The Cottingley Secret by Hazel Gaynor

The cottingley secret

As Tom Cruise’s character famously said in the wonderful film Jerry Maguire: ‘We live in a cynical world.  A cynical world.’   And never more so than now it seems.

So, upon receiving my copy of The Cottingley Secret, I knew I would have to leave my cynicism at the door if I was to stand any chance of enjoying this novel.

The novel weaves between the past and present day.  The past story begins in 1917 and is told from the perspective of nine-year-old Frances Griffiths, who has been torn from her secure life in Cape Town to move to Cottingley in Yorkshire with her mother.  The move is due to her father having joined the war.   Frances and her mother are to live with Frances’s aunt Polly, Uncle Arthur and her cousin Elsie.   Elsie is seven years older than Frances, but the two become firm friends.

On her first night in Yorkshire Frances hears an unexpected noise and Elsie explains that there is a waterfall at the beck in Cottingley Woods, situated behind the house. This is where Frances will have her first sighting of the fairies and where her life is to change forever.

Meanwhile, in the present-day, Olivia Kavanagh has her own sorrows to seek.  Following the death of her Grandfather, her beloved ‘Pappy,’ she returns to Ireland leaving behind her fiancée Jack and her high-flying life in London.  In his will Pappy has left her his second-hand bookshop ‘Something Old.’  Olivia is left to sort out the family affairs and visit her beloved Grandmother who is in a home suffering from Alzheimer’s disease.  When Olivia finds Frances’s story and discovers a connection, their lives become inextricably linked.

The narrative weaves seamlessly between the past and the present as we follow the ever-growing complications in the lives of both Frances and Olivia.   The author lets the narrative unfold as gently and slowly as the beck that flows through the woods.

The novel is full of delightful snatches of poetry and I nearly cried upon reading lines that my father used to quote to my brother and me all the time. Frances hears them initially from Mrs Hogan:

“Up the airy mountain/Down the rushy glen,/ We daren’t go a-hunting/For fear of little men.”

I had always thought these lines were from Robbie Burns, so was surprised to discover they were actually written by William Allingham!

Frances and Olivia both adore fairy rhymes and stories, and there are many references to both throughout the novel, adding to the sense of magic.

Spoiler alert: (skip the next two paragraphs if you don’t’ want to know the secret!) If you don’t know the real story of the Cottingley fairies, Frances and Elsie take fake photographs of the fairies in order to silence Aunt Polly, Uncle Arthur and Annie (Frances’s mother) who have been giving out to Frances for spending so much time at the Beck.  She blurts out that she has seen fairies (true) but of course proof is required, and when Uncle Arthur invests in a camera, the plot is hatched.   I won’t give away any more, suffice to say, it is a secret that grows ever more complicated with the passing of time.

I felt for Frances throughout, having to live with the burden of what she had done, and that she had in fact seen fairies made it all the more poignant.  To ease that sadness though, there was the mysterious ‘fifth photograph’ which, although it remains with a question mark, may yet prove to be authentic. Now if that isn’t magical, I don’t know what is?! End of Spoiler!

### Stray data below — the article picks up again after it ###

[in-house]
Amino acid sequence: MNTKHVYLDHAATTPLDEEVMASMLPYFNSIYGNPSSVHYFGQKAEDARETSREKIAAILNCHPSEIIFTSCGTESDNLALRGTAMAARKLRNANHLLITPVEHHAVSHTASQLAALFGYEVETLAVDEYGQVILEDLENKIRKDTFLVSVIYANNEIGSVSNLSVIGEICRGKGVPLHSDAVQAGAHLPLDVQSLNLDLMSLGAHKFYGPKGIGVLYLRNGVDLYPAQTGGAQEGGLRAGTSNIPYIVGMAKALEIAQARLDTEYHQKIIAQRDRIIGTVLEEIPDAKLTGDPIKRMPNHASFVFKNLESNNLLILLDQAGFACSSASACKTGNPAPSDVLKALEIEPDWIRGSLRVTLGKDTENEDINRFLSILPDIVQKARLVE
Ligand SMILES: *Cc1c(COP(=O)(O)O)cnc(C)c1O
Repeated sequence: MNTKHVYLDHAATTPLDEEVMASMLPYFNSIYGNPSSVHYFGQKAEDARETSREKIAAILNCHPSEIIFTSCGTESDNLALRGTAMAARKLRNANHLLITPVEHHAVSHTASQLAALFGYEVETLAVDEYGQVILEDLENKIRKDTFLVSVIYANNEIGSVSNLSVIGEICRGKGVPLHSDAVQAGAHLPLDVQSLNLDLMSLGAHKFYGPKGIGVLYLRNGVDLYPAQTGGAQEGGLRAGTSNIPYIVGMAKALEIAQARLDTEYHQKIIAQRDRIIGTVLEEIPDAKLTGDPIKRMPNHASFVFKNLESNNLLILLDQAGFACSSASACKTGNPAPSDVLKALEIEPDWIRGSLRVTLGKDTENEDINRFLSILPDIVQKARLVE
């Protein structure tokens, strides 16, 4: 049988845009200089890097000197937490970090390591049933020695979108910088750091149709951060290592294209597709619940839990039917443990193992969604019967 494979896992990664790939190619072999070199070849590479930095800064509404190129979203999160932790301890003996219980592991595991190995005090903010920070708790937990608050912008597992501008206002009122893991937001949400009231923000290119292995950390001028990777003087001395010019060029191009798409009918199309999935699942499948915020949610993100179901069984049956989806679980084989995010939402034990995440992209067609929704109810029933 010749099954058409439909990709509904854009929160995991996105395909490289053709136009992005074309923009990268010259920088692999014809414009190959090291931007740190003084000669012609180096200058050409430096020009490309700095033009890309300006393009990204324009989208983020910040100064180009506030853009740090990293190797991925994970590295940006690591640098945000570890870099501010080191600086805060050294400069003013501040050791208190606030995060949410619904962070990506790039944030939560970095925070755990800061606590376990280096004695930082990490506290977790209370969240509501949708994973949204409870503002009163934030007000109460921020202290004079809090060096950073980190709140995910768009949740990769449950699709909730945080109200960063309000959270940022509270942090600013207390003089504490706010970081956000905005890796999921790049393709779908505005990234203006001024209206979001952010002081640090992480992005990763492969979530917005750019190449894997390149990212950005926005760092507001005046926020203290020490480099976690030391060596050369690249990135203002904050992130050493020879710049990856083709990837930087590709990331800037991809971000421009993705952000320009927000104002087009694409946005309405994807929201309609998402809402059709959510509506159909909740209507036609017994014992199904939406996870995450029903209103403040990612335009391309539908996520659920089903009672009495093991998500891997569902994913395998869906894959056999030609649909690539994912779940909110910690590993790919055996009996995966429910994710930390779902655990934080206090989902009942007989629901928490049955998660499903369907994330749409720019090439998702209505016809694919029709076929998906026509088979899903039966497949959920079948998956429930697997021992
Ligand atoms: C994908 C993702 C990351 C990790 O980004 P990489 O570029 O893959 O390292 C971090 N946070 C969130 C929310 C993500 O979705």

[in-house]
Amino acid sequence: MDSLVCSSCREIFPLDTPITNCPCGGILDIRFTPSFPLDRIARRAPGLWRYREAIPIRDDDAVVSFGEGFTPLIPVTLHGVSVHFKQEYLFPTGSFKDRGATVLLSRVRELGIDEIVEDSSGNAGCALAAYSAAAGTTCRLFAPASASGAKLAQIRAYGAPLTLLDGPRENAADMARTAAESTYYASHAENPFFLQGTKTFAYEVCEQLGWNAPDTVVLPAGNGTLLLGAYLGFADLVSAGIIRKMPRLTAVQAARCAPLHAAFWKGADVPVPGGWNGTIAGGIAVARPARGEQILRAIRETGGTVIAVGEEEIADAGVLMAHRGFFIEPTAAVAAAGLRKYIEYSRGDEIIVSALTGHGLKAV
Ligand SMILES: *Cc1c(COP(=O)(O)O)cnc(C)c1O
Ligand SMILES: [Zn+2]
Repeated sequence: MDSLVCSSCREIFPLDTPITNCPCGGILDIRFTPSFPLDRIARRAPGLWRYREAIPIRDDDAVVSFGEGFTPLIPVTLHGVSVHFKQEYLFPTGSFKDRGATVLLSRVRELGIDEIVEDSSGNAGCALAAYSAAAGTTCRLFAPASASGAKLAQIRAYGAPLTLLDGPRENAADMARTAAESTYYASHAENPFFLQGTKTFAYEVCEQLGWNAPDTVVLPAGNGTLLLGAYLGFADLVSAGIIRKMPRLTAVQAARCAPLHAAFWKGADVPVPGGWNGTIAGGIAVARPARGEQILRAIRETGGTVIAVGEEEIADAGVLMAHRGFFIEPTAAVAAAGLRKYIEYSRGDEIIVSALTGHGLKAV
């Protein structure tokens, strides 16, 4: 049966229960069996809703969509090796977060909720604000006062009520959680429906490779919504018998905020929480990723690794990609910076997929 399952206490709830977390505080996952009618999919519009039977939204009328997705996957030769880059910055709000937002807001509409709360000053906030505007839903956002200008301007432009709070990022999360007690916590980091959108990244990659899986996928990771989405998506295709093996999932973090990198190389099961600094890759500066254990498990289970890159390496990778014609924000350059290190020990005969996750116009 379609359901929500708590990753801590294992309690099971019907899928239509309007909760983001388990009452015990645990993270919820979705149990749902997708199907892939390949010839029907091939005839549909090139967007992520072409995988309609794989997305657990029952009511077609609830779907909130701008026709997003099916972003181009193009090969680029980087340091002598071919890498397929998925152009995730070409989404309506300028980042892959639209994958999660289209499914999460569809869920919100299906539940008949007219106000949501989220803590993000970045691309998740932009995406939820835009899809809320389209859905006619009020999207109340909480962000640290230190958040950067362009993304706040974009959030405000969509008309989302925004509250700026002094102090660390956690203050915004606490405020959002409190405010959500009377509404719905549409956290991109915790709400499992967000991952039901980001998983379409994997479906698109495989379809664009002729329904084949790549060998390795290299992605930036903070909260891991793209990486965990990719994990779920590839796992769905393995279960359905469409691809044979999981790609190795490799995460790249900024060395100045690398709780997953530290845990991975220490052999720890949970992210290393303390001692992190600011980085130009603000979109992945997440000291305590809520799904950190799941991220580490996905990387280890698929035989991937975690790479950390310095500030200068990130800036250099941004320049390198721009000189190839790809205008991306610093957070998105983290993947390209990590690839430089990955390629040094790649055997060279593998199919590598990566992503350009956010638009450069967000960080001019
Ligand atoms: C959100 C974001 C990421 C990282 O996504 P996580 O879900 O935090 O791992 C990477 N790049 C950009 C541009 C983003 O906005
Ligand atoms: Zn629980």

The prose is elegant, and it is clear that Hazel Gaynor loves both the story and her characters, as it shines through in the writing.  This is a book that brings warmth, reassurance and a little bit of magic to the imagination. I was reminded of the joy of losing myself in fairy stories as a child, and the absolute wonder these stories have on the imagination.  Hazel Gaynor imbues her characters with typical Yorkshire and Irish warmth and kindness, and there are plenty of interesting sub plots; such as that of Ellen Hogan and her missing daughter Aisling.

It is also fascinating to read the story behind the story. Hazel Gaynor lets us in to her thought process in the author’s notes, as to why she created some of the fictional characters:  ‘What if there were others in Cottingley who also believed in fairies? It was these questions, and the generational connection between Christine and Frances, that led to the creation of my fictional characters Ellen, Martha and Olivia.’

For me (again the cynicism – sorry!) there were a few too many convenient co-incidences making life that bit ‘too easy’ for the characters.  But that is a tiny gripe of a wonderful novel. The mystery of the two girls and their prank, and it being based on a true story makes it a fascinating tale, and when you add Sir Arthur Conan Doyle to the mix, it is an incredible story.

Hazel Gaynor has found an imaginative and unique way of bringing a true story to life within a fictional world.  An intriguing mystery alongside a piece of magical fiction.  This is a beautifully written piece of nostalgia with a dollop of magic on the side.   Gorgeous!

Many thanks to Harper Collins for sending me a review copy.



Review of ‘Making It Up As I Go Along’ by Marian Keyes.


There are two female Irish writers who I think are underrated.  Maeve Binchy and Marian Keyes.  Both undoubtedly beloved and revered, but I don’t think people appreciate what skilled writers they were in Maeve’s case, and are in Marian’s.     The trick is, they make it look effortless, but it’s not, and I don’t think people appreciate that enough.